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Flying like a fly

Fly_4 Have you ever thought about how houseflies... fly? Most of us probably don't. When that annoying, filthy pest is buzzing around your kitchen, the more pressing question is, "Where's the flyswatter?"

Leave it to some clever engineers to think about what we could actually learn from the flight patterns of the housefly. There's its speed... up to 50 km per hour. Its acceleration ability... 3 g's, or 3 times the force of the earth's gravity -- equivalent to what the astronauts feel when the space shuttle takes off. And the fact that it can fly straight up, down or backward, and can somersault to land upside down on a ceiling.

Here's what they hope to accomplish:

The researchers are taking the lessons they learn from Musca domestica to try to build something called a micro air vehicle, or MAV, a tiny flapping-wing tobot that could be used for military reconnaissance, disaster rescue efforts, or other kinds of work requiring remote sensing.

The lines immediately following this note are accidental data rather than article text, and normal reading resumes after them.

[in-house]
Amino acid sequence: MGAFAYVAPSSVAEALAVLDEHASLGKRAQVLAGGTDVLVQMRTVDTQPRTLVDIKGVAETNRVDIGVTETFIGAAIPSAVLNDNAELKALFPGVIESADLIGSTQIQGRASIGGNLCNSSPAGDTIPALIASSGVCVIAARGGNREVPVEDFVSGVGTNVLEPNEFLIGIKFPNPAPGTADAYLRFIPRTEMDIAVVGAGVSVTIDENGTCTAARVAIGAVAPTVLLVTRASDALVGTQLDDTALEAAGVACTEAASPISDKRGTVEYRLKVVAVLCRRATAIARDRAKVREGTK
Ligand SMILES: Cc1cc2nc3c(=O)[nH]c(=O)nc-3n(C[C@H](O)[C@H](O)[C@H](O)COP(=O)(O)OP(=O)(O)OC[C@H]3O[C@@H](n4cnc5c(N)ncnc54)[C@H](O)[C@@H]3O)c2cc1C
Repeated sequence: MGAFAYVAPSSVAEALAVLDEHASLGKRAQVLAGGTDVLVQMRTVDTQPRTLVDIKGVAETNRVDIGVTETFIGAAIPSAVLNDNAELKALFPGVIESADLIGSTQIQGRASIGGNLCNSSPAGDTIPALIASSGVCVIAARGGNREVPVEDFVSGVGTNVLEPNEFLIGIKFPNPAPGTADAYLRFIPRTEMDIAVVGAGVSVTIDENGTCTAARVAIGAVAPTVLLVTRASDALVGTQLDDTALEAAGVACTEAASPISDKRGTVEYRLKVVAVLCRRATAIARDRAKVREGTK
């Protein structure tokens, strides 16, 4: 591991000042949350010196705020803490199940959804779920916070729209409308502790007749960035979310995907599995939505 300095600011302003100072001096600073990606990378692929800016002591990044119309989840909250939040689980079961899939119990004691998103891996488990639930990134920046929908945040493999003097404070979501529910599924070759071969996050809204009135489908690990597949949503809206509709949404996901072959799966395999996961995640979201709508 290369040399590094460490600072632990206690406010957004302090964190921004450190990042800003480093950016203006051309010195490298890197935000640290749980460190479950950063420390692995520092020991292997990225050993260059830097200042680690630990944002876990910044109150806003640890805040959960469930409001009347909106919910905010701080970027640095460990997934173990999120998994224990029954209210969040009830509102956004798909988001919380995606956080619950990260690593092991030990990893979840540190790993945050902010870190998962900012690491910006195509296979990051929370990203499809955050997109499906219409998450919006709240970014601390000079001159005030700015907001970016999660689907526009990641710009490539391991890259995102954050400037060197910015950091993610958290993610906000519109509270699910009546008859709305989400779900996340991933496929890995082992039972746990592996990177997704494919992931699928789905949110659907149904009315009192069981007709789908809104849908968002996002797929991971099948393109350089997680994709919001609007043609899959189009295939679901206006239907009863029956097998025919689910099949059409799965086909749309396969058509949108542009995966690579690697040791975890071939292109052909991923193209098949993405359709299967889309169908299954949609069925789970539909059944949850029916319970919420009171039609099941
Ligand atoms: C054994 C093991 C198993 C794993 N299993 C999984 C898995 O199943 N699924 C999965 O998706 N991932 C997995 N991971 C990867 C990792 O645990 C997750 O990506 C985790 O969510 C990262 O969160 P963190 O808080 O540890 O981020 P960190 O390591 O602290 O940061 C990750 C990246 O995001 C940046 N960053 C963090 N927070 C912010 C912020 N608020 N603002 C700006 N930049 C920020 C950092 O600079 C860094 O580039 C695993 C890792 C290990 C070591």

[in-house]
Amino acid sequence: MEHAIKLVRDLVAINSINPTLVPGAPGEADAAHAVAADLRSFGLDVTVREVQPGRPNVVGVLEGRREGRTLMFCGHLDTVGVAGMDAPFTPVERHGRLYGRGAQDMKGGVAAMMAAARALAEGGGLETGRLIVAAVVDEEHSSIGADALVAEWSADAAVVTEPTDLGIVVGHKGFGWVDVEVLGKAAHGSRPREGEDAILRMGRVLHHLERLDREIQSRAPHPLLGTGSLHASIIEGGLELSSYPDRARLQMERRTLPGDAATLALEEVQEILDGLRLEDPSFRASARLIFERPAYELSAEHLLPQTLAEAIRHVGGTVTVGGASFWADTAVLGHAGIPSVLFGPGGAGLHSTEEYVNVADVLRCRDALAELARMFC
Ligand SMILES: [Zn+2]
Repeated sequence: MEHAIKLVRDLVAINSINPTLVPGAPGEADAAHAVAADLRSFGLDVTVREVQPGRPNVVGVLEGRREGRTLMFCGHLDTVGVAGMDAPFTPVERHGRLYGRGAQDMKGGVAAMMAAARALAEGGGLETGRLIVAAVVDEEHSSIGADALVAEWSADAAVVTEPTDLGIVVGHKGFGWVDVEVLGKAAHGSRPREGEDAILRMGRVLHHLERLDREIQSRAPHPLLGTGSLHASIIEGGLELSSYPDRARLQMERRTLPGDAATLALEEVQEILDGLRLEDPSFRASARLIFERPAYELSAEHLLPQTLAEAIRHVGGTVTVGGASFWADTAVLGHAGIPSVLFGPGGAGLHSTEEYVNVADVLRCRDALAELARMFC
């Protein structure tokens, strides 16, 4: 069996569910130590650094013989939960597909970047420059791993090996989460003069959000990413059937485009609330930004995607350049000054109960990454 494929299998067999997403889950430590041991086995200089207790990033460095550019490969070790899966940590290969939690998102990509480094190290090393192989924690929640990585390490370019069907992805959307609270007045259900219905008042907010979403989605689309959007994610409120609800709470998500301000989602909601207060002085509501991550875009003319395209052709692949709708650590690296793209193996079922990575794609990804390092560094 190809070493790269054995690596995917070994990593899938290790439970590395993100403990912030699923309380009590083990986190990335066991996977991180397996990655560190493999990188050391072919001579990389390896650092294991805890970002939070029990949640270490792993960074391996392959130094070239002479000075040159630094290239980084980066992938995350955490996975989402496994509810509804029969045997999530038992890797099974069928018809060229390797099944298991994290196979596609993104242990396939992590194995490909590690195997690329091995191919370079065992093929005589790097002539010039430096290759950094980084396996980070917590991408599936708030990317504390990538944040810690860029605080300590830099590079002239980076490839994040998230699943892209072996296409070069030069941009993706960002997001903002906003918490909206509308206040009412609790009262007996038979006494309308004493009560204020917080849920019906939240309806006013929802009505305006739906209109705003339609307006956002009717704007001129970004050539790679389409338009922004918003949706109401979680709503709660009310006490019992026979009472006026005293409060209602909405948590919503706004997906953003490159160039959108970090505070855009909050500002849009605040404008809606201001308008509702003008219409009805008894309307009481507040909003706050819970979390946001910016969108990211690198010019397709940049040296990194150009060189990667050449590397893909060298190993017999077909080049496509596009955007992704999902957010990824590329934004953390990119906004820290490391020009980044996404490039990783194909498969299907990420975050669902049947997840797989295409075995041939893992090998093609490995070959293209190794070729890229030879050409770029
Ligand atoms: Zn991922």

And here's a firsthand description of the research from the gentleman in the United Kingdom who's spearheading it. It's fascinating to read about the possible military uses he envisions:

A soldier mired in combat could take a few MAVs from his backpack and throw them into the air to scout the interiors of nearby buildings. Equipped with video cameras, the tiny flyers could surreptitiously locate hidden adversaries, downed comrades, or scared civilians. MAVs could find equal application in bomb detection and bomb deployment -- the US Air Force, for one, is interested in using MAVs for precisely delivering tiny bombs, to take out, say, a single computer.

Cool.

November 16, 2005 in Flies | Permalink

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